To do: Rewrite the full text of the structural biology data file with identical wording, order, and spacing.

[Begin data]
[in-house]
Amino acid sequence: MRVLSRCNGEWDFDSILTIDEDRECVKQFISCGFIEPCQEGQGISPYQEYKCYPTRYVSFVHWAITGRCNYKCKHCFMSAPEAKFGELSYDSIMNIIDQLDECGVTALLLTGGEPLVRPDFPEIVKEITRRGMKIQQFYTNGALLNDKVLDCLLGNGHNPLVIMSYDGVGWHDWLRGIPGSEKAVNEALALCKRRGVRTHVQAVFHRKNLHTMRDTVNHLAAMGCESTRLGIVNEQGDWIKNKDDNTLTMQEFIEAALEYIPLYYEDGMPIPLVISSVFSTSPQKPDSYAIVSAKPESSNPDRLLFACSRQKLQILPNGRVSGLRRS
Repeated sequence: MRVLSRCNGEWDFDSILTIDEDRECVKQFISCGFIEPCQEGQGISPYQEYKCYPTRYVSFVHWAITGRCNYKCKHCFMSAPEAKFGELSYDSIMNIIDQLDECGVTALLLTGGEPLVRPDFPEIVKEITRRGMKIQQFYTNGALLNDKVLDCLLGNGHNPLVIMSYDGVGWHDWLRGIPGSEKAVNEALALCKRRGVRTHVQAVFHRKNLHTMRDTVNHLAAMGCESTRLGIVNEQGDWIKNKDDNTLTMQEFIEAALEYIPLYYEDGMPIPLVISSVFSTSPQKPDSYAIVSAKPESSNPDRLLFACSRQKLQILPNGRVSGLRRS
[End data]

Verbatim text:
[in-house]
Amino acid sequence: MRVLSRCNGEWDFDSILTIDEDRECVKQFISCGFIEPCQEGQGISPYQEYKCYPTRYVSFVHWAITGRCNYKCKHCFMSAPEAKFGELSYDSIMNIIDQLDECGVTALLLTGGEPLVRPDFPEIVKEITRRGMKIQQFYTNGALLNDKVLDCLLGNGHNPLVIMSYDGVGWHDWLRGIPGSEKAVNEALALCKRRGVRTHVQAVFHRKNLHTMRDTVNHLAAMGCESTRLGIVNEQGDWIKNKDDNTLTMQEFIEAALEYIPLYYEDGMPIPLVISSVFSTSPQKPDSYAIVSAKPESSNPDRLLFACSRQKLQILPNGRVSGLRRS
Repeated sequence: MRVLSRCNGEWDFDSILTIDEDRECVKQFISCGFIEPCQEGQGISPYQEYKCYPTRYVSFVHWAITGRCNYKCKHCFMSAPEAKFGELSYDSIMNIIDQLDECGVTALLLTGGEPLVRPDFPEIVKEITRRGMKIQQFYTNGALLNDKVLDCLLGNGHNPLVIMSYDGVGWHDWLRGIPGSEKAVNEALALCKRRGVRTHVQAVFHRKNLHTMRDTVNHLAAMGCESTRLGIVNEQGDWIKNKDDNTLTMQEFIEAALEYIPLYYEDGMPIPLVISSVFSTSPQKPDSYAIVSAKPESSNPDRLLFACSRQKLQILPNGRVSGLRRS